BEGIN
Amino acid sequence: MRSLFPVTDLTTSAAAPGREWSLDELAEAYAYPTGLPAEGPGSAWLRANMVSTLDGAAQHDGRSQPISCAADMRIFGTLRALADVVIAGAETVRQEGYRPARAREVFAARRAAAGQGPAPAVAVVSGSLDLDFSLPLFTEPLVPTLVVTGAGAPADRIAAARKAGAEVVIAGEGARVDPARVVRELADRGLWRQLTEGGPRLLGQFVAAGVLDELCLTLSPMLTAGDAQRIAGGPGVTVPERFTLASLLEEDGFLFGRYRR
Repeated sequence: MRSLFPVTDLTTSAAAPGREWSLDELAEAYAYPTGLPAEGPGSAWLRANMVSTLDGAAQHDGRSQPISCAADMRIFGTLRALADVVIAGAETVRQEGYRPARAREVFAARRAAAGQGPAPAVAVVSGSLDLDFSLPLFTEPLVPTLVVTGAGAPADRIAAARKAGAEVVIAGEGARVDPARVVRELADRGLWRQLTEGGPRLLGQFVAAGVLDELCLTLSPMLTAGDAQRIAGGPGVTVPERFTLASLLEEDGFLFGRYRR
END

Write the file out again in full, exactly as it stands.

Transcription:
Amino acid sequence: MRSLFPVTDLTTSAAAPGREWSLDELAEAYAYPTGLPAEGPGSAWLRANMVSTLDGAAQHDGRSQPISCAADMRIFGTLRALADVVIAGAETVRQEGYRPARAREVFAARRAAAGQGPAPAVAVVSGSLDLDFSLPLFTEPLVPTLVVTGAGAPADRIAAARKAGAEVVIAGEGARVDPARVVRELADRGLWRQLTEGGPRLLGQFVAAGVLDELCLTLSPMLTAGDAQRIAGGPGVTVPERFTLASLLEEDGFLFGRYRR
Repeated sequence: MRSLFPVTDLTTSAAAPGREWSLDELAEAYAYPTGLPAEGPGSAWLRANMVSTLDGAAQHDGRSQPISCAADMRIFGTLRALADVVIAGAETVRQEGYRPARAREVFAARRAAAGQGPAPAVAVVSGSLDLDFSLPLFTEPLVPTLVVTGAGAPADRIAAARKAGAEVVIAGEGARVDPARVVRELADRGLWRQLTEGGPRLLGQFVAAGVLDELCLTLSPMLTAGDAQRIAGGPGVTVPERFTLASLLEEDGFLFGRYRR